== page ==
The talk of Bed-Stuy: Who is a gentrifier?


Inside of Common Grounds coffee shop at the corner of Tompkins and Putnam avenues, Tremaine Wright stands behind the counter ready to discuss the trending topic of gentrification that has plagued her beloved Bedford-Stuyvesant.

The first question I ask Wright, who is African American, is what she thinks about the racial implications that come with the trending topic. Her eyes immediately widen and she makes a face as if this question has become all too common.

“Although white privileged are the face of gentrification there is a stable wave of young black professionals moving into Bed-Stuy, so there is no difference,” Wright says as she foams a cappuccino for one of her customers. “There really is no difference when you understand what gentrification is. A gentrifier is a gentrifier, white or black.”

Wright, 42, opened the doors to Common Grounds nearly eight years ago and has served her community beyond the morning cups of iced coffee and “not too sweet” ring danishes; she has served as a key member of the Community Board 3 since 2002.

As she rings up her customer she uses “gentrifiers” again, catching the attention of Ron Hughes, a neighborhood resident and frequent customer of Common Grounds who seems weary of the word that Tremaine and I are throwing it around.

“Why do you keep saying black gentrifiers?” asks Hughes, a 70-year-old retired African American social studies teacher who has called Bedford-Stuyvesant home for more than 40 years. “Black people cannot be referred to as gentrifiers; it just isn’t possible.”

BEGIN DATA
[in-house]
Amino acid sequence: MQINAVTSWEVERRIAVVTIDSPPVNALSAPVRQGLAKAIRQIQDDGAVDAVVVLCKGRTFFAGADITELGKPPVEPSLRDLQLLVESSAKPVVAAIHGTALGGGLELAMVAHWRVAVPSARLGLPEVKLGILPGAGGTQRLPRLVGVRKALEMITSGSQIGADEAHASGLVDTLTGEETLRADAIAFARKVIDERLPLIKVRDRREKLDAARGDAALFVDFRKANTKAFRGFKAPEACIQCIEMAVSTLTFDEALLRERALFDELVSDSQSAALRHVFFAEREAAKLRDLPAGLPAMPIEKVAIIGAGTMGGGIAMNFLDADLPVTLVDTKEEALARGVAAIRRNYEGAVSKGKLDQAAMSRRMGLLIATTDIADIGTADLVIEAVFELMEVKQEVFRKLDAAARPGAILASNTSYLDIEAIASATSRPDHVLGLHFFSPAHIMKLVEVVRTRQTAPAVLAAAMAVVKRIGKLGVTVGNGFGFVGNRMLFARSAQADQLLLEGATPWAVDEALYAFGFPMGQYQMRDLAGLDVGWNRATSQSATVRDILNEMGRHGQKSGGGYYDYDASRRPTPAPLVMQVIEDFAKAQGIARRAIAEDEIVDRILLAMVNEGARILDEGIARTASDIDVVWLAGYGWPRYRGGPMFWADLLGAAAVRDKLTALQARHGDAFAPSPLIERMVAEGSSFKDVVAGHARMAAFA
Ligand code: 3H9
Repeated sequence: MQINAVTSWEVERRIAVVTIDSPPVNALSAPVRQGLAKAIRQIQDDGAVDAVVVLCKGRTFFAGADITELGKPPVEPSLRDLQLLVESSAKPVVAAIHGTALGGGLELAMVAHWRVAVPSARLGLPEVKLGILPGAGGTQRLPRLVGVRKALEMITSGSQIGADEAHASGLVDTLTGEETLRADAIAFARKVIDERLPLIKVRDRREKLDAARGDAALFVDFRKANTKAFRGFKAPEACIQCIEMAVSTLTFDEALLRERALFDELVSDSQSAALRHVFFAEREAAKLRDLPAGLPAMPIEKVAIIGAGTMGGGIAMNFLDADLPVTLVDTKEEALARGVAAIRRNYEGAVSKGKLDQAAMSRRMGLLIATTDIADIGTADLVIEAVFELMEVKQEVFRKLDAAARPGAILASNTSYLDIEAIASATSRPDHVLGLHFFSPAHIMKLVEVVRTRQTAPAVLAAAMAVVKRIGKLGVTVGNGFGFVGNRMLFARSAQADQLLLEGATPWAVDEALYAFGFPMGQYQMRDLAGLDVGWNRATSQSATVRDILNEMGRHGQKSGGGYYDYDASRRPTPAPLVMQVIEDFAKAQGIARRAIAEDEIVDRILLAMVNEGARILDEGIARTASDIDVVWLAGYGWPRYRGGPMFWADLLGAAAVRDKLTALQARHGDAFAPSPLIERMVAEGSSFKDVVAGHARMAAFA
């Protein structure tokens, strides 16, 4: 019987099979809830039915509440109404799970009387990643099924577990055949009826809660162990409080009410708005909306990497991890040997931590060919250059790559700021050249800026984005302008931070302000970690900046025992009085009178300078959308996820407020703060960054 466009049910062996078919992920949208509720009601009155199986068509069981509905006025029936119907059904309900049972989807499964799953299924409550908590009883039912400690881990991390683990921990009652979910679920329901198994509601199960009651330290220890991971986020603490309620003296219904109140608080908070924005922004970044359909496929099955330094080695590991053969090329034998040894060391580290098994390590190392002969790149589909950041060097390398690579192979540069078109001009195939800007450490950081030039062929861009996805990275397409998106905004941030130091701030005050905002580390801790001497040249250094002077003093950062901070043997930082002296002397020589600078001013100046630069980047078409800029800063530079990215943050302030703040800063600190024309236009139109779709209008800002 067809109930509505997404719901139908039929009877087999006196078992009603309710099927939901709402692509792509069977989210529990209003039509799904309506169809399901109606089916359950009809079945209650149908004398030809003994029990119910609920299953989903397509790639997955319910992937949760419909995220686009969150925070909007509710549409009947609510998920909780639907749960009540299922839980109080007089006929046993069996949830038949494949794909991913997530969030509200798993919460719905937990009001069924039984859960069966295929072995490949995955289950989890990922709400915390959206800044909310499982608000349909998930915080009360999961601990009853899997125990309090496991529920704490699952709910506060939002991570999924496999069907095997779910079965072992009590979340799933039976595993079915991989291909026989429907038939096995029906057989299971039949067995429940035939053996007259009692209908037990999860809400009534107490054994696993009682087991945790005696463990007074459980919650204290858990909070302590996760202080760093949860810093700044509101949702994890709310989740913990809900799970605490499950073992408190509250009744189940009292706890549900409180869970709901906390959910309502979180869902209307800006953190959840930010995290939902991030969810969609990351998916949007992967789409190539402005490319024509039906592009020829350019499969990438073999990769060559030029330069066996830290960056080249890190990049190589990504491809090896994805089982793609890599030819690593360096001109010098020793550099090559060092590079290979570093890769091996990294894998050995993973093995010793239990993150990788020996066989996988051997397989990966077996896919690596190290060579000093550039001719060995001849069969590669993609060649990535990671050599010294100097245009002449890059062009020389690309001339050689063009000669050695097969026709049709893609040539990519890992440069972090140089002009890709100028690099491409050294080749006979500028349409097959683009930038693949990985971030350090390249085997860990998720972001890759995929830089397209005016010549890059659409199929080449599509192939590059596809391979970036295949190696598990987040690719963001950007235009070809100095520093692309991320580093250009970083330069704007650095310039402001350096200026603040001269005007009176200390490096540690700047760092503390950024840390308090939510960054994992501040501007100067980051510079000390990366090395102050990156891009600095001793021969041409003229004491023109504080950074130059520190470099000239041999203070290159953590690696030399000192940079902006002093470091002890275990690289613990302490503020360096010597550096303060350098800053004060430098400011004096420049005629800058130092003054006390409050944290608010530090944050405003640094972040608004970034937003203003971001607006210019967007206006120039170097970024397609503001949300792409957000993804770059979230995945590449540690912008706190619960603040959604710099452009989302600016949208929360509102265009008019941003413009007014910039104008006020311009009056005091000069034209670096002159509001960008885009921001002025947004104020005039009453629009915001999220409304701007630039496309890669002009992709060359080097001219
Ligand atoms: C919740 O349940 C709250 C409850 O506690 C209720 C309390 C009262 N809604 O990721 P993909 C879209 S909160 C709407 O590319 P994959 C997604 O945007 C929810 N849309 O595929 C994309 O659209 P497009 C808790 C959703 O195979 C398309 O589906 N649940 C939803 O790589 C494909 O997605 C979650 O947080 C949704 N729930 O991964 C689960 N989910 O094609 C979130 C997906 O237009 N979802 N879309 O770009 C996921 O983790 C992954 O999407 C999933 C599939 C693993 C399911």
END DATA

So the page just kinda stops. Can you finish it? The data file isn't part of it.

For Hughes gentrification boils down to one thing: race, the factor that leads the constant conversation on gentrification of Bedford-Stuyvesant.

“Black people become a fabric of the community. They don’t come into this community and push anyone out,” Hughes says with a reprimanding tone. “These young whites are just a forerunner for the settlers. They’re here to push us out and take over what is ours. That is the nature of white people in this country.”

Others are ready for a new discussion that will put less emphasis on the race of the gentrifiers and start to look for solutions that build on the neighborhood’s existing culture and history. It was that history which drew me into wanting to understand what the people in Bed-Stuy are feeling during this watershed moment. Having friends and family live in that community within the last 10 years also made me wonder what kept them there and why people suddenly began leaving.

On Fulton Street in Bedford-Stuyvesant. (Jonathan Gomez Photo)
On Fulton Street in Bedford-Stuyvesant. (Jonathan Gomez Photo)

Census data do indeed show a significant racial shift in Bedford-Stuyvesant, giving rise to a feeling among Hughes and many other longtime black residents that the black community is being systematically pushed out. But residents like Wright see the change as part of an economic evolution of New York City and believe that it is far too simple to point a finger at any single component of the process.

“I don’t think that the racial implications are helpful, and if you want to blame anyone you blame the developers and international corporations,” Wright says. “Ultimately it is a function of what is happening in the city, not just Bed-Stuy, and with escalating rents in this community of course people are going to have to leave and that is what’s going on here.”

What is happening in Bed-Stuy is a socioeconomic evolution that has been occurring in many neighborhoods throughout the city. With gentrification, the word “affordability” drops out of a neighborhood’s vocabulary; low-income families can’t afford rent. The bullet proof liquor stores are now replaced with coffee shops, trendy bars and expensive restaurants. Decrepit residential buildings are now becoming sleek and stylish apartment complexes.

Hughes sees it in racial terms.